Such an initiative would provide ongoing support for existing, successful activities while

developing innovative approaches to effectively engage a wider audience.


Recommendation 2

That the Australian Government strongly articulate the goal of a scientifically engaged

Australia and support development of strategic national priorities for communicating

science and its benefits.


Recommendation 3

That leadership for this national initiative be provided by Questacon within DIISR, with

input from a broadly constituted national advisory group to guide implementation,

monitoring and evaluation, and reporting.


Recommendation 4

That a science communication summit be convened to secure buy‐in from the diverse

range of organisations and individuals in the science communication sector and to identify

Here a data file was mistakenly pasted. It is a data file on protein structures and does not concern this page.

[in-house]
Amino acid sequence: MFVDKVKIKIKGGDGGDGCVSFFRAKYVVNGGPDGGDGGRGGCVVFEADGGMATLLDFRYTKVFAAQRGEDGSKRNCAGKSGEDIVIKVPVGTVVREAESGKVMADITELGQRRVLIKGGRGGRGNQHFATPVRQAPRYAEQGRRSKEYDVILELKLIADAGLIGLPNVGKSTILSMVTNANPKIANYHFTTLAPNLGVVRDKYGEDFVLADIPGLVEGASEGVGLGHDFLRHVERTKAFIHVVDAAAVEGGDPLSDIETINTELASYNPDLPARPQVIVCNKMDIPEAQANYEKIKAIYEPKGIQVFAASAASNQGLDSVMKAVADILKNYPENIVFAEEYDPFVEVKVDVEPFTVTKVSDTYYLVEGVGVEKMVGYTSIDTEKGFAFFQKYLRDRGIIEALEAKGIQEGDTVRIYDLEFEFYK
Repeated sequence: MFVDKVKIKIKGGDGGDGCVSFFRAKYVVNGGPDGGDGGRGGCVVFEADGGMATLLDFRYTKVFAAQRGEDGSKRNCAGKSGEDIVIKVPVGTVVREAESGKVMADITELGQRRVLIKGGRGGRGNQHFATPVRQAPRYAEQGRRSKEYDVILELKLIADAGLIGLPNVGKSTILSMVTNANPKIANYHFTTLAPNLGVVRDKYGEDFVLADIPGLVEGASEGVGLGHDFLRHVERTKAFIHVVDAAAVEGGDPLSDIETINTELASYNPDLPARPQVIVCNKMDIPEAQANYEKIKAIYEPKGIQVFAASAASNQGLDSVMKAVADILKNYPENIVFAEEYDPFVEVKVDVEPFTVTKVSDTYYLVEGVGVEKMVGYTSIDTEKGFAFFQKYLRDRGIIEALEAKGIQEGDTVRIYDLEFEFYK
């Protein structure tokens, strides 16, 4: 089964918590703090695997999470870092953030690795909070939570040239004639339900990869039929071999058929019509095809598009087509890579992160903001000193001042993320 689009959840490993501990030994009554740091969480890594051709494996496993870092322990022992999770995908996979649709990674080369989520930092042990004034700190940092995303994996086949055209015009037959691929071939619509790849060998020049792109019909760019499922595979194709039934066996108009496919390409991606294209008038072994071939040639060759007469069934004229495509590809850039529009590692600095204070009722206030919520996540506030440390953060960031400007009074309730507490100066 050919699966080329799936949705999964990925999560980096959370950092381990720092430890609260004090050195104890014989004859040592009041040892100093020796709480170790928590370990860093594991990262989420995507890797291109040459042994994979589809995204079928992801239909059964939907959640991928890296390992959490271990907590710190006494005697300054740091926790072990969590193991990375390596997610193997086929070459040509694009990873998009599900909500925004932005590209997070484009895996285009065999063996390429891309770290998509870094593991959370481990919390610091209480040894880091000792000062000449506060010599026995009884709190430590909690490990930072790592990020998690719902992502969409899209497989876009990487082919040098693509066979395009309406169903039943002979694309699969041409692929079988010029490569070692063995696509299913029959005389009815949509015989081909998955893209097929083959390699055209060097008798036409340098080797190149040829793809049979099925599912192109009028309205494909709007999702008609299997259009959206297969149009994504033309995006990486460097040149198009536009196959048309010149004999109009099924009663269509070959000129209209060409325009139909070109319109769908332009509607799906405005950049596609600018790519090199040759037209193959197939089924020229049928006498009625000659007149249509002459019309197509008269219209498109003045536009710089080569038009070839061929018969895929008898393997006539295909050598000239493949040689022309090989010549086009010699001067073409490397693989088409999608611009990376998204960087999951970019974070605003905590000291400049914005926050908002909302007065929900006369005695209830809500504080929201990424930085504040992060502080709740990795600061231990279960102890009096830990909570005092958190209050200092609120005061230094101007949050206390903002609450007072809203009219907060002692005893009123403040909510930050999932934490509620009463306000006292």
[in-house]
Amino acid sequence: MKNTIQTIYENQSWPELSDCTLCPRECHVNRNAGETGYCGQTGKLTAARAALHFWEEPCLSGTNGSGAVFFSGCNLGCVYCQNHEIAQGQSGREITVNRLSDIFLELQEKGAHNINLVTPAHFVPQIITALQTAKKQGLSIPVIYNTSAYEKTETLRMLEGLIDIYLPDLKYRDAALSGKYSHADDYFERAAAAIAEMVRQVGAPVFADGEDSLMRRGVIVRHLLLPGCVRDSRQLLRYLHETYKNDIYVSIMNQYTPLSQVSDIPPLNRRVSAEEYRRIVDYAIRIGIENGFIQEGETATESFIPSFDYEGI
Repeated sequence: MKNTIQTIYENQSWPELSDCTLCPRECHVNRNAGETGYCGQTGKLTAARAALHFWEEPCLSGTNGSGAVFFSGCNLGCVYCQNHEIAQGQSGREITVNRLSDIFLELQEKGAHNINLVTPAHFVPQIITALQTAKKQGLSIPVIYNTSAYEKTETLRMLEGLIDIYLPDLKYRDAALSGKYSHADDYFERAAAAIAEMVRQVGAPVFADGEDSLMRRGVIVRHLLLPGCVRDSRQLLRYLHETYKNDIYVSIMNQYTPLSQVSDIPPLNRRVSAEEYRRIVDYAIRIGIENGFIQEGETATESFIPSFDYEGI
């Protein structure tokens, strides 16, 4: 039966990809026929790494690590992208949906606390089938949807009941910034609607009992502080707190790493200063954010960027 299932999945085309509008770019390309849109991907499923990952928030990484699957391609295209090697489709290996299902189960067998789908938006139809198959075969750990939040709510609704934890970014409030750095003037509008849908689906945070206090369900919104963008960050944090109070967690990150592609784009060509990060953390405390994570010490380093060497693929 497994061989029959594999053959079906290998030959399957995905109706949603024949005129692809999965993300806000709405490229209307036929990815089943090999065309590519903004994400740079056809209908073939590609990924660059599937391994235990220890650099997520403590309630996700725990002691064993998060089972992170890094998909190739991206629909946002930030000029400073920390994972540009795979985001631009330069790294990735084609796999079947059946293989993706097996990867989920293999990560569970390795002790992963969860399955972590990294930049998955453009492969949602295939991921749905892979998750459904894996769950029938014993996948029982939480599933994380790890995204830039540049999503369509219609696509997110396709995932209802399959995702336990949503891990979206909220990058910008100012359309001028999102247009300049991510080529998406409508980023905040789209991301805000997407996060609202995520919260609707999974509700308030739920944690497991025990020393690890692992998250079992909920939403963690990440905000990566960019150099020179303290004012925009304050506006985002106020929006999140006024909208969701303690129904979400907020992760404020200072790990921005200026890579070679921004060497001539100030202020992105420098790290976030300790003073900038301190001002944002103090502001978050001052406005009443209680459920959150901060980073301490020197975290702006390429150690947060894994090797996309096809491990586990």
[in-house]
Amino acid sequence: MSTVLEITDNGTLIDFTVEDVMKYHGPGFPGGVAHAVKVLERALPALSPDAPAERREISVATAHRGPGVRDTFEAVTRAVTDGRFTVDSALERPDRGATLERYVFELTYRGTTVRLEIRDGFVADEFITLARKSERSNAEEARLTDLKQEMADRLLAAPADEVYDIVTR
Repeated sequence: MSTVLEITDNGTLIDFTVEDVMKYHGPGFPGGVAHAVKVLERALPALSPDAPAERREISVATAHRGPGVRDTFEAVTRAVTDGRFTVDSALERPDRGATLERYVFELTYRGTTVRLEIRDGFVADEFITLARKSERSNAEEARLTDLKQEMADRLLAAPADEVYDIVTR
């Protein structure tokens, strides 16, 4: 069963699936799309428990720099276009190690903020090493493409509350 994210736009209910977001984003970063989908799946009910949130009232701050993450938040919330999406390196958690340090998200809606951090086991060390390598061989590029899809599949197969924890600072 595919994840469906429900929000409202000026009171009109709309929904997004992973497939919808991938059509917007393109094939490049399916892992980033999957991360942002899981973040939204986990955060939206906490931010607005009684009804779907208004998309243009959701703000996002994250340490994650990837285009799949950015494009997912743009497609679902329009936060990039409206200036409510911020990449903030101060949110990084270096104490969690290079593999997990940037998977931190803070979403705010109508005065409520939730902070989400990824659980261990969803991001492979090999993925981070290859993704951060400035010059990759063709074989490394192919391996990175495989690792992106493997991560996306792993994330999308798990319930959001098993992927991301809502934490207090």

strategic priorities and the optimal roles for different agencies and institutions.


Recommendation 5

That the national initiative include continued funding for the highly regarded Prime

Minister’s Prizes for Science, with an enhanced promotional strategy targeting the wider

Australian community and international audiences.


Recommendation 6

That the national initiative support promotional and awareness‐raising activities, including

travelling exhibitions showcasing Australia’s capability in the sciences and promotional

materials for scientists, science policy makers, overseas counsellors and other potential

Australian science ‘ambassadors’ to use abroad.


Recommendation 7

That a national Science and Society forum be held annually to focus on the priorities for

community engagement in science and key issues where science can serve the needs of



Recommendation 8

That the national initiative provide continued funding to extend the successful

community‐based activities of National Science Week, stimulating and leveraging further

contributions by organisations across Australia and targeting new and under‐served



Recommendation 9

That the national initiative include collaborative projects that stimulate science